• At least two pairs of jeans of different cuts, or finishes. My favorites are skinny and straight cut; straight cut is the safest bet to be flattering on most body types, but if you like bootcut or bellbottoms, enjoy the current 70s revival.
    • One fun skirt. Printed, colorful, short, jeans... whatever.
    • Two pairs of shorts, if you get the weather for shorts in the summer. I have more than two because tropical country, but idk how it is in the US.
    • A good amount of T-shirts, blouses, more casual shirts, tops in general. People notice more if you repeat tops than if you repeat bottoms.
    • Appropriate outerwear. For me that is one coat and some sweatshirts and cardigans but... probably more for you.
    • A couple of casual dresses, if you are into it.
    You should absolutely tailor things if you find issue with lengths, and should try, as said earlier, to keep to a neutral color and a few hues.
    And you know that blazer up there? It's a magical secret trick to make young clothes seem more mature. T-shirt, hoodie, jeans and sneakers seems too college kid going out? Switch the hoodie for the blazer and bam, you have casual chic! Too hot for a blazer? Use that formal shirt open with the sleeves rolled up - masculine solid colors are particularly good for that. For the rest of it - age-appropriate clothing is basically a bunch of bullshit, esp if you don't work in a traditional setting. If it bothers you enough you can make a few changes in styling and have things you like go back to being perfectly age-appropriate
     
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  7. Codeless

    Codeless Cheshire Cat

    Since youmentioned dress up games, what about playing with some with clothes you think look nice? then go to a store and see if you can find similar items and try them on to see if you think they look nice On You. Which is another bit of advice, go and just try things on you think you like, it doesn´t cost anything. I would however recommend you try to make sure you have at least one outfit to make with each item.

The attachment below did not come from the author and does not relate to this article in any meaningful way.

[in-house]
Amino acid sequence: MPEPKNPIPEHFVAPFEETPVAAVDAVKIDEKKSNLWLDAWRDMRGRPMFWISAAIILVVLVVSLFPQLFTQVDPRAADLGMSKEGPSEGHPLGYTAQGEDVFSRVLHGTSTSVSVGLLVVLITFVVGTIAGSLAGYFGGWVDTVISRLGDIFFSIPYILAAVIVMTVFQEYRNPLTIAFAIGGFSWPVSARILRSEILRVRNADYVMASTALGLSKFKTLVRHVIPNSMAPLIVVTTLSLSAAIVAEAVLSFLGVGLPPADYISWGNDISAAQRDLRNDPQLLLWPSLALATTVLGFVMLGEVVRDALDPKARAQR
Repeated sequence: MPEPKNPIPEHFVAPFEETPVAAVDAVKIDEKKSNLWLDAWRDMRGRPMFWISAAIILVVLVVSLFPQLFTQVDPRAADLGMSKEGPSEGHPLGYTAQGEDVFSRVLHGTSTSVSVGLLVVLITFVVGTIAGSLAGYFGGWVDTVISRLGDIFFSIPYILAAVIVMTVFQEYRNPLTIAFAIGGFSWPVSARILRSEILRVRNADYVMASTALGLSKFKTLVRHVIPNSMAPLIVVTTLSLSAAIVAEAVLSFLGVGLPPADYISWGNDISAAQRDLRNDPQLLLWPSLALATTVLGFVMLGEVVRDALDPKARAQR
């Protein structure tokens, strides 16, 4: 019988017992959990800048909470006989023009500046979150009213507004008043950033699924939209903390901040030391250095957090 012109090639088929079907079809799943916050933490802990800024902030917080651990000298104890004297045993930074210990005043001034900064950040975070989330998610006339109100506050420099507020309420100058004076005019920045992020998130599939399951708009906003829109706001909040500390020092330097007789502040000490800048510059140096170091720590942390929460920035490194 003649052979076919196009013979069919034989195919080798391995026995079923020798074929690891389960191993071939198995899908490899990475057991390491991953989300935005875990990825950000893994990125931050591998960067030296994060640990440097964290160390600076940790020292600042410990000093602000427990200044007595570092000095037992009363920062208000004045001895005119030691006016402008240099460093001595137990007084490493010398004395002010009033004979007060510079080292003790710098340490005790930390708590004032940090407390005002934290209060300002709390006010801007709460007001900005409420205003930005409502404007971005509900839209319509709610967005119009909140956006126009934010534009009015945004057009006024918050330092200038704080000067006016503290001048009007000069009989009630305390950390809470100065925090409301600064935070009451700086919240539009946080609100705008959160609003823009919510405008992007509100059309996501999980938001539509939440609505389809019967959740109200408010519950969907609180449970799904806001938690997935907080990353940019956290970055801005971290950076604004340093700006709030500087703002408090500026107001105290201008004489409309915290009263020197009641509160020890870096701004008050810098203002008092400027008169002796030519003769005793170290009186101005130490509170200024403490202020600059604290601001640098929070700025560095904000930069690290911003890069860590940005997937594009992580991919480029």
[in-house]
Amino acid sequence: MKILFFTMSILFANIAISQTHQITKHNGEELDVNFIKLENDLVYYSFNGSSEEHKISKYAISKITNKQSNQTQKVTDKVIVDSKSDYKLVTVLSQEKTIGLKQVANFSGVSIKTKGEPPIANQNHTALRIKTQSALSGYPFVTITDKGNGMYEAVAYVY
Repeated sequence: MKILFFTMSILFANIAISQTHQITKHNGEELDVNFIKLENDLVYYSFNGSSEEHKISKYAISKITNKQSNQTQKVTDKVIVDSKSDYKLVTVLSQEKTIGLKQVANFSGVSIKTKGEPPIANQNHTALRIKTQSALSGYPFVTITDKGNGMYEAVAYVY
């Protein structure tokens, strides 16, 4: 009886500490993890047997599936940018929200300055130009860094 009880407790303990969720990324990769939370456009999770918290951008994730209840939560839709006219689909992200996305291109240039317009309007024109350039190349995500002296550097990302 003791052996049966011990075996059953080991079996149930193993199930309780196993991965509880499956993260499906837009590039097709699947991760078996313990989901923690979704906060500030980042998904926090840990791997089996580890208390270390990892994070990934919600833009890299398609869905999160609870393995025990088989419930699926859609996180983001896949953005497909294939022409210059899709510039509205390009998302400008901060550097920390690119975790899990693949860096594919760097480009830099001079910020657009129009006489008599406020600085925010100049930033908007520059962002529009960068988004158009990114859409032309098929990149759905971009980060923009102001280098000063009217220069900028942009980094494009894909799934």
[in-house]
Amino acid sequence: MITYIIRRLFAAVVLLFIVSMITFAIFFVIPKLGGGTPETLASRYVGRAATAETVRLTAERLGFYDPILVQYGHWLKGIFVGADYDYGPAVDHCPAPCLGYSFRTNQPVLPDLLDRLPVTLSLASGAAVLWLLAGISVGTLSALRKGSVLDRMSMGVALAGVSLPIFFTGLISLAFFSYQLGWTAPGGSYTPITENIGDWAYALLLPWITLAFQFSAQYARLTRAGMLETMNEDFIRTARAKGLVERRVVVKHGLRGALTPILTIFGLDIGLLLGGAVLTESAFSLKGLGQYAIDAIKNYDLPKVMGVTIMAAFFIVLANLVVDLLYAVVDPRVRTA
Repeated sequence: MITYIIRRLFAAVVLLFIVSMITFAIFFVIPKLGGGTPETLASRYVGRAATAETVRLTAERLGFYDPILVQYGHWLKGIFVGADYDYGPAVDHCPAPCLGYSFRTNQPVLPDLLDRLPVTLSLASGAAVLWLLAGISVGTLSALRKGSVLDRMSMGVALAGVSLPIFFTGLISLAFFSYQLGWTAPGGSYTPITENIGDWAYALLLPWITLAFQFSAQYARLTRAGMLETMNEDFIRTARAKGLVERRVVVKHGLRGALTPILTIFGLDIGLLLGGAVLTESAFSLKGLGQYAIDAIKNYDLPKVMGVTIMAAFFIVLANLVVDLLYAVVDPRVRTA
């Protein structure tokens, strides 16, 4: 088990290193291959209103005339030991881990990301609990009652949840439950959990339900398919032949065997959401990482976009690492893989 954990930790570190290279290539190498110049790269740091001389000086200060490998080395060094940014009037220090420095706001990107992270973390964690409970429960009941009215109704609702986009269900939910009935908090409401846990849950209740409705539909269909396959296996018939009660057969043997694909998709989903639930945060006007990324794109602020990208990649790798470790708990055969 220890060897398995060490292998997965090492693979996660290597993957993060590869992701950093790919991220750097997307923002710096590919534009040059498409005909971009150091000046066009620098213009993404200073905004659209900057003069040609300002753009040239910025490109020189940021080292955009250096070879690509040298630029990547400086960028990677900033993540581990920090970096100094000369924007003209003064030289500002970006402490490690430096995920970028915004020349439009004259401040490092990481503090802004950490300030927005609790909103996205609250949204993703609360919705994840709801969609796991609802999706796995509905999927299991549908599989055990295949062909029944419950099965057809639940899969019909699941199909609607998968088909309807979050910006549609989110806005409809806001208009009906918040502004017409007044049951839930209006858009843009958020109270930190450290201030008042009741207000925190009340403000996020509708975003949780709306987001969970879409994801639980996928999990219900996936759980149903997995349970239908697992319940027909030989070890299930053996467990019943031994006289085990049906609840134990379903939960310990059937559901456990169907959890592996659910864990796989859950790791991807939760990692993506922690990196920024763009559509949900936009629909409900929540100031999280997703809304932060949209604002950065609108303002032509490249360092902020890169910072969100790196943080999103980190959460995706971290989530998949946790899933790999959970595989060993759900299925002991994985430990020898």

If you need them put together a few outfits of "work clothes" that won´t upset anyone, following the guide witchnights mentioned. If you find you don´t like that particular style for yourself though, by all means make the rest of your wardrobe be something else.

    Another thing: pantsare 100% optional.* if you are like me and can´t stand them, by all means just get skirts. the same goes for T-shirts or any other standard garment. Which rings me to, get one set of comfy clothes. This meaning clothes You feel comfy in, even if it happens to not be jeans and T-shirt or soft pants and T-shirt. something you can answer the door and fetch the mail in.

    In conclusion, outside of a few items you might need for social reasons, don´t buy things you don´t like looking at yourself in the mirror in.

    (*sadly if you´re amab you might need some, it depends on you circumstances)
     
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  8. vuatson

    vuatson [delurks]

    My only advice is to get at least one pair of non-faded well-fitting black jeans. Those things are versatile as hell, I’ve even worn them to a job interview before because it’s impossible to find slacks that actually fit me.

    Also every Goodwill I’ve ever been to has had a good selection of skirts, so that’s a decent place to look for those.
     
    • Agree x 1
  9. turtleDove

    turtleDove Well-Known Member

    I'm afab, I just...don't like my legs being cold. Which probably means I need to get more leggings that I'm comfortable with wearing, if I want to have any skirts in my winter wardrobe. (I currently have a single pair of leggings. This is...not really enough to make wearing skirts really viable, without doing laundry a lot more often than I want to.)